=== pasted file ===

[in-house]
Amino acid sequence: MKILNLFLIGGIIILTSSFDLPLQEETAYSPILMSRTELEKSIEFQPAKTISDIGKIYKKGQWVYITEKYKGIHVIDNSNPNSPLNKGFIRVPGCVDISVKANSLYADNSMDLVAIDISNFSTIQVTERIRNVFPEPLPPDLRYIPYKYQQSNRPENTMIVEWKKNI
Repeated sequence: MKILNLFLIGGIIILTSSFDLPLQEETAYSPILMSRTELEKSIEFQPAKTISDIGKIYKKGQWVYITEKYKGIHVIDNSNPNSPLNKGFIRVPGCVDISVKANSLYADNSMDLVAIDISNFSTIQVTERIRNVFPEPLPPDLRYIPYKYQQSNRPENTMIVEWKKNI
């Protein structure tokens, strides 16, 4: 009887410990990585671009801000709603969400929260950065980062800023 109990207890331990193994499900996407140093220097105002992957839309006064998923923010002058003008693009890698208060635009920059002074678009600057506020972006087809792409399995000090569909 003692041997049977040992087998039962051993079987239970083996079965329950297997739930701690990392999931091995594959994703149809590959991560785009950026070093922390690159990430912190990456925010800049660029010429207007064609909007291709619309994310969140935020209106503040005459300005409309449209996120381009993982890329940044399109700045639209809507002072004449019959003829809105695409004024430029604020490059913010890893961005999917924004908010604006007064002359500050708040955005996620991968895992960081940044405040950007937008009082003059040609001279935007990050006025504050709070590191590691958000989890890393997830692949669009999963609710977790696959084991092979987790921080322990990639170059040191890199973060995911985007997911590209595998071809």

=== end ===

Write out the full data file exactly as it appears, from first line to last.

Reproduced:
[in-house]
Amino acid sequence: MKILNLFLIGGIIILTSSFDLPLQEETAYSPILMSRTELEKSIEFQPAKTISDIGKIYKKGQWVYITEKYKGIHVIDNSNPNSPLNKGFIRVPGCVDISVKANSLYADNSMDLVAIDISNFSTIQVTERIRNVFPEPLPPDLRYIPYKYQQSNRPENTMIVEWKKNI
Repeated sequence: MKILNLFLIGGIIILTSSFDLPLQEETAYSPILMSRTELEKSIEFQPAKTISDIGKIYKKGQWVYITEKYKGIHVIDNSNPNSPLNKGFIRVPGCVDISVKANSLYADNSMDLVAIDISNFSTIQVTERIRNVFPEPLPPDLRYIPYKYQQSNRPENTMIVEWKKNI
């Protein structure tokens, strides 16, 4: 009887410990990585671009801000709603969400929260950065980062800023 109990207890331990193994499900996407140093220097105002992957839309006064998923923010002058003008693009890698208060635009920059002074678009600057506020972006087809792409399995000090569909 003692041997049977040992087998039962051993079987239970083996079965329950297997739930701690990392999931091995594959994703149809590959991560785009950026070093922390690159990430912190990456925010800049660029010429207007064609909007291709619309994310969140935020209106503040005459300005409309449209996120381009993982890329940044399109700045639209809507002072004449019959003829809105695409004024430029604020490059913010890893961005999917924004908010604006007064002359500050708040955005996620991968895992960081940044405040950007937008009082003059040609001279935007990050006025504050709070590191590691958000989890890393997830692949669009999963609710977790696959084991092979987790921080322990990639170059040191890199973060995911985007997911590209595998071809």